Nitrate-eating bacteria in the soil can convert these disruptive forms of nitrogen back to the original, environmentally benign source that makes up nearly 80 percent of our atmosphere. But even this process is a mixed blessing, as the bacteria also release small amount of nitrous oxide, a powerful greenhouse gas. “To solve this nutrient-overload problem, it is my dream,” says Xiaotang Ju, who is part of China’s “nitrogen family”, a loose network of scientists devoted to this herculean task. The patriarch of the cause, Zhu Zhaoliang, startled a conference of China’s ruling party in 1998 with a lecture about the dangers of agricultural pollution. China’s president at the time, Jiang Zemin, responded that he didn’t realize agriculture could pollute so seriously. These scientists have begun working with groups of farmers, showing them that less fertilizer doesn’t shrink their harvests and can actually fatten their wallets. They’re promoting the use of compost and teaching farmers to apply synthetic fertilizer when and where the plants actually need it. But they admit they’ve made little progress.
And fear of food scarcity still haunts Chinese imagination, outweighing concerns about the environment. Huang Jikun, director of the Center for Chinese Agricultural Policy, frequently tries to convince officials that their worries are misplaced. “I tell them, China is more food secure than it has been for 5,000 years!” he says. But for officials and farmers alike, applying less fertilizer seems like tempting fate, risking a disastrous shortfall.
It’s like that China-and the rest of the world-will use more nitrogen in the years to come, not less. Populations continue to expand, and meat is growing more popular. Feeding pigs or cattle demands several times more agricultural production than does using that grain to directly nourish people. “If Chinese change their diet to be like yours [in the west], the environmental pressure will be very high,” says Xiaotang Ju somberly. “We have to tend to this problem. Otherwise it will be really big.”
There’s a glimpse of a solution on a farm just outside the small town of Harlem in western Iowa. Here 90 cattle graze on green pasture, and a few hundred pigs root about in beds of straw, surrounded by fields of alfalfa, corn, soybeans, and barely.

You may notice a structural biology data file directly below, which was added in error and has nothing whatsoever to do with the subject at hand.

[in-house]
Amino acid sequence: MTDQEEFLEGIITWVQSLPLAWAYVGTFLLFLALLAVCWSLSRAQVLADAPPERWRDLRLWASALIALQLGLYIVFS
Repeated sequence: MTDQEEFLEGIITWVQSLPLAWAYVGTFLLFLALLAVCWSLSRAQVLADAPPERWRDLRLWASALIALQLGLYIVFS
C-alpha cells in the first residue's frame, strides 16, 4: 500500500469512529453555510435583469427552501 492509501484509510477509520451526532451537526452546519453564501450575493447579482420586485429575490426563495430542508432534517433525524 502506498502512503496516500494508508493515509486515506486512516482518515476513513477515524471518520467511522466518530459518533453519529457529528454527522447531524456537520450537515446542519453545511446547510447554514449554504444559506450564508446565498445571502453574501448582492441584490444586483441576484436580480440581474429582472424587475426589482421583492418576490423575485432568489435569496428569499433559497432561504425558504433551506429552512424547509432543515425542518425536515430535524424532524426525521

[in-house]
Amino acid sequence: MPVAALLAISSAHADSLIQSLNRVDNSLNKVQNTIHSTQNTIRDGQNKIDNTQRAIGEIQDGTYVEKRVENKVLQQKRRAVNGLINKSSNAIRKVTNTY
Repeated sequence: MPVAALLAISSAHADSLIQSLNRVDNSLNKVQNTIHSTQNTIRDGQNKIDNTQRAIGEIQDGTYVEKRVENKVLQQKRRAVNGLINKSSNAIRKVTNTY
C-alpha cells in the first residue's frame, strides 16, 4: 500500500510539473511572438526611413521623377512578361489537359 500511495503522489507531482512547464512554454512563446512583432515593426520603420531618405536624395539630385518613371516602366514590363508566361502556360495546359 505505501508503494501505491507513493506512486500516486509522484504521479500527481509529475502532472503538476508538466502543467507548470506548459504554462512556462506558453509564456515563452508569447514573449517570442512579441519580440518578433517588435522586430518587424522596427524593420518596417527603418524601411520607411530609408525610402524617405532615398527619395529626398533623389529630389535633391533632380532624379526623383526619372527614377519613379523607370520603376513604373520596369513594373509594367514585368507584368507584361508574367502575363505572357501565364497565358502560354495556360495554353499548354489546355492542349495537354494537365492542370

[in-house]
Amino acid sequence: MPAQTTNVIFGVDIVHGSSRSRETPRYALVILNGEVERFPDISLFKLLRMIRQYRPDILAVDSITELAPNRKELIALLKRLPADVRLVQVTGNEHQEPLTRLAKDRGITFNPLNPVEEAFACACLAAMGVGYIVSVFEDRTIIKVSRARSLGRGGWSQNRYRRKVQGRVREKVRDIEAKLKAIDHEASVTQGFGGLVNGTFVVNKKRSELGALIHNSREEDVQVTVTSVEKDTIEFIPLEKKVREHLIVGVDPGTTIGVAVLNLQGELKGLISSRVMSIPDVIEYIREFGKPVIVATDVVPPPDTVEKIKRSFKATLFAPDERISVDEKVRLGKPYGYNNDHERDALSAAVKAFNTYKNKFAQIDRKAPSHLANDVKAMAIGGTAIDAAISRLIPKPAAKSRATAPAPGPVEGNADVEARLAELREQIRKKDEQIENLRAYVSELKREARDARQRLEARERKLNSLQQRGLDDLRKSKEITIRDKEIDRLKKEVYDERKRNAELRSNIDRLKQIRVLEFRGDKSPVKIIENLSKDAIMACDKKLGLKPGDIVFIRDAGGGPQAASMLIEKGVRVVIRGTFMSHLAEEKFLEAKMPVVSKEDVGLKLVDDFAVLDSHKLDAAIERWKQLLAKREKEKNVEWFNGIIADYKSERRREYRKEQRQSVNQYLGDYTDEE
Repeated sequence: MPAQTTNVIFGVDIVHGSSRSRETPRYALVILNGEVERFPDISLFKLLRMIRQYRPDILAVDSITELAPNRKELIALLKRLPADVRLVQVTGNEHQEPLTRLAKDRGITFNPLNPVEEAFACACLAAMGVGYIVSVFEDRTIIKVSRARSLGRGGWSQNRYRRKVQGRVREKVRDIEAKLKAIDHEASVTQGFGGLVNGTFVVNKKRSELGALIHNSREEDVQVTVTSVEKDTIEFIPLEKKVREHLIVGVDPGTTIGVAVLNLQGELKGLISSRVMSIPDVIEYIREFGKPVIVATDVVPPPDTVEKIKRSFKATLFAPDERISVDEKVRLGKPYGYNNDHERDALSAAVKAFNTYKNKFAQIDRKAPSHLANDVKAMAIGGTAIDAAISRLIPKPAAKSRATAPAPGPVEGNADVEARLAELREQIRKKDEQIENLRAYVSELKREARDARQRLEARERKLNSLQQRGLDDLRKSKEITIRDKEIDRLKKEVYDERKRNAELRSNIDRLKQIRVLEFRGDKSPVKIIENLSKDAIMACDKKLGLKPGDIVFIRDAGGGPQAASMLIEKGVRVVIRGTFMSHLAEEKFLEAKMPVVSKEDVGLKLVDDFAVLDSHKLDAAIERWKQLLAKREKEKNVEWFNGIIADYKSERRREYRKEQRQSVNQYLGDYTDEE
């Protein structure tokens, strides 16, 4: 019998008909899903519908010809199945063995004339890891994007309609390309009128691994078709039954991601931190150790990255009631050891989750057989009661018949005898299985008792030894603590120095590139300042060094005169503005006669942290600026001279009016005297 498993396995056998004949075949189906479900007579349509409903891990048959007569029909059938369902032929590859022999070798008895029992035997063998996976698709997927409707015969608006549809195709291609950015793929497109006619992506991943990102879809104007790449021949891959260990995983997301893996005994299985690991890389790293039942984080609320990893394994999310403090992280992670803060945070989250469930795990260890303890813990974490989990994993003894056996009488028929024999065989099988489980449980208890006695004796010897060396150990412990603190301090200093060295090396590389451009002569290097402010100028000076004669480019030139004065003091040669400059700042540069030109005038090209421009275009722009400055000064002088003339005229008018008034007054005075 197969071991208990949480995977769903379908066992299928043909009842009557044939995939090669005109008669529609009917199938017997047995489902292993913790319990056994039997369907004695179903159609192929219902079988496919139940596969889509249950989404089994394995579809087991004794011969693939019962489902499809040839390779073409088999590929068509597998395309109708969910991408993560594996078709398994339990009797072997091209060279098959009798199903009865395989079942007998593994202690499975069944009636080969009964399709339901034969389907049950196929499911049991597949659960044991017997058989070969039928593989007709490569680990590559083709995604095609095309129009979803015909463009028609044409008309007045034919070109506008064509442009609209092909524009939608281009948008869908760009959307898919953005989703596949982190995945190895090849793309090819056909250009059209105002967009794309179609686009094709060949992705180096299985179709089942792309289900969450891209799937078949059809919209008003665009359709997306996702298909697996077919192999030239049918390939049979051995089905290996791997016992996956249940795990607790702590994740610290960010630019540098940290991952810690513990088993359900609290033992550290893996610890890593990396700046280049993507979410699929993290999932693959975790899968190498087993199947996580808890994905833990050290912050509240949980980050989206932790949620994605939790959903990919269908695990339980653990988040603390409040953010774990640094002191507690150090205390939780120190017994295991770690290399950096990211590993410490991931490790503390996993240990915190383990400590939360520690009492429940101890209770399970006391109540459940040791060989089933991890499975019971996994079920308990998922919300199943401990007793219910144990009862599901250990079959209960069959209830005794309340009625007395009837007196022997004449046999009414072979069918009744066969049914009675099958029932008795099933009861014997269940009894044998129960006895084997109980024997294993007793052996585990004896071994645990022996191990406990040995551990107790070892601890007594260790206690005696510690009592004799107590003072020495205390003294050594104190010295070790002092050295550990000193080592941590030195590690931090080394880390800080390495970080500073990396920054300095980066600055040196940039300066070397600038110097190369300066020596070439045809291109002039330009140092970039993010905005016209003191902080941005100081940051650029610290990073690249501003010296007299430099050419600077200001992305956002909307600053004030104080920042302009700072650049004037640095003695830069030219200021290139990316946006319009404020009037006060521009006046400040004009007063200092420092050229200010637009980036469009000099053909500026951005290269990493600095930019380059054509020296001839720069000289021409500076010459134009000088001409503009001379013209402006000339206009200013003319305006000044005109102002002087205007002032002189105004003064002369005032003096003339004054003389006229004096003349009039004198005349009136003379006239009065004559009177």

Ron and Maria Rosmann spread no nitrogen fertilizer on these fields, at least not the kind that comes from factories. Instead, it’s added biologically, by nitrogen-fixing bacteria that live in nodules on the roots of legume crops like soybeans, alfalfa, and a cover crop of clover that Ron Rosmann plants in the fall, only to till it back into the soil before he plants corn in the spring. Some of that nitrogen is captured in the corn, which he feeds to the pigs. Most of that ends up in manure, which goes back onto his fields, and the cycle starts all over again. Rosmann, unlike many other organic farmers, doesn’t buy manure from neighbors.
“One of our goals has been to maintain a closed system,’ he says. “We are a model for what organic farming should be like.”
We made into one cornfield. The stalks tower over our heads. “Look at this corn,” Rosmann exults. “We could have 200-bushel corn right here. A lot of naysayers will say. You organic guys can’t feer the world. I say, that is not true. Look at this crop!”
Yet Rosmann’s methods carry their own cost. Farming this way takes more work, for one thing. And biology works more slowly than a nitrogen factory. The crops that build up the soil’s store of nitrogen, like alfalfa, don’t bring in as much money, or feed as many people, as nitrogen-hungry corn.
That’s not necessarily a problem for North America. The United States, with six times a much arable land per person as China, has the luxury of planting less-productive crops that protect the environment, if people are willing to pay for them. The setup works for Rosmann; he gets a small payment from the government, part of an environmental subsidy program, and sells his organic crops for premium prices.
Source: DIJEST, January 2014